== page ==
Moment of truth
There's a growing feeling that RIM is this year's Nokia. Throughout 2010 the commentariat insisted Nokia was blowing it by failing to come up with a credible answer to the iPhone and Android. Execs kept insisting things were fine and pointed to its sales of smartphones as evidence, despite the fact that the trend was negative.
By the end of the year the Nokia board has realised everyone had a point, and replaced its CEO with an outsider with a remit to do whatever it took to get things back on track. This culminated in the shocking decision to abandon the various platforms Nokia had spent billion on developing and getting into bed with fellow mobile struggler Microsoft.
So far this year the maker of BlackBerry phones has has similarly bad vibes from all and sundry, citing its belated platform update and general apparent reluctance to move with the times as evidence of its slow but inevitable decline.
This criticism got personal yesterday when mobile blog BGR published an open letter it claimed to have received from a high-level RIM employee. It started with a simple statement: "I have lost confidence." It went on to talk of sapped-passion and fear of speaking out, and claimed to represent the feeling of a ‘huge percentage' of RIM employees - whatever that means.
The majority of the letter covered things the exec thinks should be receiving higher priority than they currently are, namely:
- Focusing on the end-user experience
- Sort out software development
- Focus on fewer projects
- Listen to developers over carriers (operators)
- Improve marketing
- Get rid of dead wood
- Get a new CEO
- Listen to employees
In short: be more like Apple.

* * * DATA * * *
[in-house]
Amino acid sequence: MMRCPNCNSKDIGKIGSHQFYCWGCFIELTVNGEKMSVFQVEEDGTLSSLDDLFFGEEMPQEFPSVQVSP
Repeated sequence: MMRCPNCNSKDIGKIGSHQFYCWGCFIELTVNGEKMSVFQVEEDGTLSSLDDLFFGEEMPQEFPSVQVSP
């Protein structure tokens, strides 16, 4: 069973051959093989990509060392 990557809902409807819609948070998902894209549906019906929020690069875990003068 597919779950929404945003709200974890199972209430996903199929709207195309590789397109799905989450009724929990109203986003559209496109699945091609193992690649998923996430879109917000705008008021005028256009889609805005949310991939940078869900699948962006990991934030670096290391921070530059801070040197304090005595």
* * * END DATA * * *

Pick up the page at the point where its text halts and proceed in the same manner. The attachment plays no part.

Surprisingly, given what was revealed about RIM in the letter and that it was penned anonymously, RIM has responded. While questioning the validity and motives behind the letter, the response stressed the senior management is "fully aware of and aggressively addressing both the company's challenges and its opportunities."
‘Aggressive' has come to replace ‘really' or ‘a lot' in corporate speak, much in the same way ‘leverage' has replaced ‘use'. It's an unwritten corporate rule that your chances of promotion are directly proportional to how often you use the phrase ‘aggressively leverage' in your day-to-day business communications.
The rest of the riposte, however, is very reminiscent of the prickliness shown by the Nokia old-guard last year before events overtook them. While it conceded that smartphone growth has slowed in the US, it stressed international revenue grew by 67 percent year-on-year last quarter, and RIM still shipped 13.2 million smartphones.
The thing is, Nokia kept talking about how many Symbian smartphones it was still shipping until the decline in that number became so great as to make such proclamations embarrassing. You have to wonder whether RIM is suffering from the same kind of corporate denial identified at Nokia and, if so, when that will change. Maybe it already has.